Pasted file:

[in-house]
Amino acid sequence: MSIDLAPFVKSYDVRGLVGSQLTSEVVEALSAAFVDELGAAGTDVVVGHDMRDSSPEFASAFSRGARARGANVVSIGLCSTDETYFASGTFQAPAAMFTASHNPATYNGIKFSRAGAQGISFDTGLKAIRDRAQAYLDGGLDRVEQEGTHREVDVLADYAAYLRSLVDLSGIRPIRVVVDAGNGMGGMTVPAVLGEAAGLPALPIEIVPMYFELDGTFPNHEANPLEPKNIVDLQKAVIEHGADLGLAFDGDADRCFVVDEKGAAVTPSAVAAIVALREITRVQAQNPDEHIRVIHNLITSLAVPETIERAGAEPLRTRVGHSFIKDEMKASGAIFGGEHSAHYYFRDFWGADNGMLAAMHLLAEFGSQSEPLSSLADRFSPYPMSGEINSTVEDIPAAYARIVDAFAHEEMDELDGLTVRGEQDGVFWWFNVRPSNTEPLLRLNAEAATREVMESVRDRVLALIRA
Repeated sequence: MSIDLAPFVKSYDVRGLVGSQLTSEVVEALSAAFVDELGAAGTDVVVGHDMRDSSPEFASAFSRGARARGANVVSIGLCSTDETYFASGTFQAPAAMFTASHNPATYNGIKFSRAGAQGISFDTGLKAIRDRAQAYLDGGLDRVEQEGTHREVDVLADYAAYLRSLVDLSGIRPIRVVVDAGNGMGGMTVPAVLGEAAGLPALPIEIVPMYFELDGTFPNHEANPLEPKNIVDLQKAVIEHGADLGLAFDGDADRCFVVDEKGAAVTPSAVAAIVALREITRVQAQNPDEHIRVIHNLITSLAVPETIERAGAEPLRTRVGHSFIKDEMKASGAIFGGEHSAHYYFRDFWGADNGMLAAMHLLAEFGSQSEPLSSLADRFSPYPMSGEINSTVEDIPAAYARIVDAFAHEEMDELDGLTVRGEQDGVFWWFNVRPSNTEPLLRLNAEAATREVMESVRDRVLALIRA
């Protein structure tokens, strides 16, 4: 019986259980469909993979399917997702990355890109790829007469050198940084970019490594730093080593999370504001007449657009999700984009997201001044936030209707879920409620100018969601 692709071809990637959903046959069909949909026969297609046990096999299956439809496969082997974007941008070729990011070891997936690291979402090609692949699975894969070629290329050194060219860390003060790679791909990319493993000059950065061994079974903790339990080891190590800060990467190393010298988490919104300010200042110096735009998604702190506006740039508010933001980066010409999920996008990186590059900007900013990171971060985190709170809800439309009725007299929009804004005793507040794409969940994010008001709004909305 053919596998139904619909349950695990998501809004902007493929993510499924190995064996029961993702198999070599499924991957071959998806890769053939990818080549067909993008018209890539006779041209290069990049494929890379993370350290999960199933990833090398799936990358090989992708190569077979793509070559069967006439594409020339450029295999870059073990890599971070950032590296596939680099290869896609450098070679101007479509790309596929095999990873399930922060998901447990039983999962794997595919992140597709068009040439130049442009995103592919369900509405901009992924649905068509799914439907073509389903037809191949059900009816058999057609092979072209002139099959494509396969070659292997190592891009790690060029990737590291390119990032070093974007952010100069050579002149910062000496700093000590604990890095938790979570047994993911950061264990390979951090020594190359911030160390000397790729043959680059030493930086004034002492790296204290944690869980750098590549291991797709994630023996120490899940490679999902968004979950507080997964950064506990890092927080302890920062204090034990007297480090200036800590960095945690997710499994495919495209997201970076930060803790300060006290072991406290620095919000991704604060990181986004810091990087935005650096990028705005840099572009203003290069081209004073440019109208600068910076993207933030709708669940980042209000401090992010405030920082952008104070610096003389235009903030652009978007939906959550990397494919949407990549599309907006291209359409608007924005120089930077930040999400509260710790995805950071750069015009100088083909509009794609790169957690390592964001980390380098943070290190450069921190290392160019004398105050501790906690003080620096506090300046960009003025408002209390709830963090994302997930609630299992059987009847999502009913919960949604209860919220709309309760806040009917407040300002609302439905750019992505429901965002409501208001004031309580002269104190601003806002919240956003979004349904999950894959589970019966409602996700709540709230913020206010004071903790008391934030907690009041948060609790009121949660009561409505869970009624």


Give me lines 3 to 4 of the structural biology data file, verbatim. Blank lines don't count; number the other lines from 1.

Repeated sequence: MSIDLAPFVKSYDVRGLVGSQLTSEVVEALSAAFVDELGAAGTDVVVGHDMRDSSPEFASAFSRGARARGANVVSIGLCSTDETYFASGTFQAPAAMFTASHNPATYNGIKFSRAGAQGISFDTGLKAIRDRAQAYLDGGLDRVEQEGTHREVDVLADYAAYLRSLVDLSGIRPIRVVVDAGNGMGGMTVPAVLGEAAGLPALPIEIVPMYFELDGTFPNHEANPLEPKNIVDLQKAVIEHGADLGLAFDGDADRCFVVDEKGAAVTPSAVAAIVALREITRVQAQNPDEHIRVIHNLITSLAVPETIERAGAEPLRTRVGHSFIKDEMKASGAIFGGEHSAHYYFRDFWGADNGMLAAMHLLAEFGSQSEPLSSLADRFSPYPMSGEINSTVEDIPAAYARIVDAFAHEEMDELDGLTVRGEQDGVFWWFNVRPSNTEPLLRLNAEAATREVMESVRDRVLALIRA
């Protein structure tokens, strides 16, 4: 019986259980469909993979399917997702990355890109790829007469050198940084970019490594730093080593999370504001007449657009999700984009997201001044936030209707879920409620100018969601 692709071809990637959903046959069909949909026969297609046990096999299956439809496969082997974007941008070729990011070891997936690291979402090609692949699975894969070629290329050194060219860390003060790679791909990319493993000059950065061994079974903790339990080891190590800060990467190393010298988490919104300010200042110096735009998604702190506006740039508010933001980066010409999920996008990186590059900007900013990171971060985190709170809800439309009725007299929009804004005793507040794409969940994010008001709004909305 053919596998139904619909349950695990998501809004902007493929993510499924190995064996029961993702198999070599499924991957071959998806890769053939990818080549067909993008018209890539006779041209290069990049494929890379993370350290999960199933990833090398799936990358090989992708190569077979793509070559069967006439594409020339450029295999870059073990890599971070950032590296596939680099290869896609450098070679101007479509790309596929095999990873399930922060998901447990039983999962794997595919992140597709068009040439130049442009995103592919369900509405901009992924649905068509799914439907073509389903037809191949059900009816058999057609092979072209002139099959494509396969070659292997190592891009790690060029990737590291390119990032070093974007952010100069050579002149910062000496700093000590604990890095938790979570047994993911950061264990390979951090020594190359911030160390000397790729043959680059030493930086004034002492790296204290944690869980750098590549291991797709994630023996120490899940490679999902968004979950507080997964950064506990890092927080302890920062204090034990007297480090200036800590960095945690997710499994495919495209997201970076930060803790300060006290072991406290620095919000991704604060990181986004810091990087935005650096990028705005840099572009203003290069081209004073440019109208600068910076993207933030709708669940980042209000401090992010405030920082952008104070610096003389235009903030652009978007939906959550990397494919949407990549599309907006291209359409608007924005120089930077930040999400509260710790995805950071750069015009100088083909509009794609790169957690390592964001980390380098943070290190450069921190290392160019004398105050501790906690003080620096506090300046960009003025408002209390709830963090994302997930609630299992059987009847999502009913919960949604209860919220709309309760806040009917407040300002609302439905750019992505429901965002409501208001004031309580002269104190601003806002919240956003979004349904999950894959589970019966409602996700709540709230913020206010004071903790008391934030907690009041948060609790009121949660009561409505869970009624």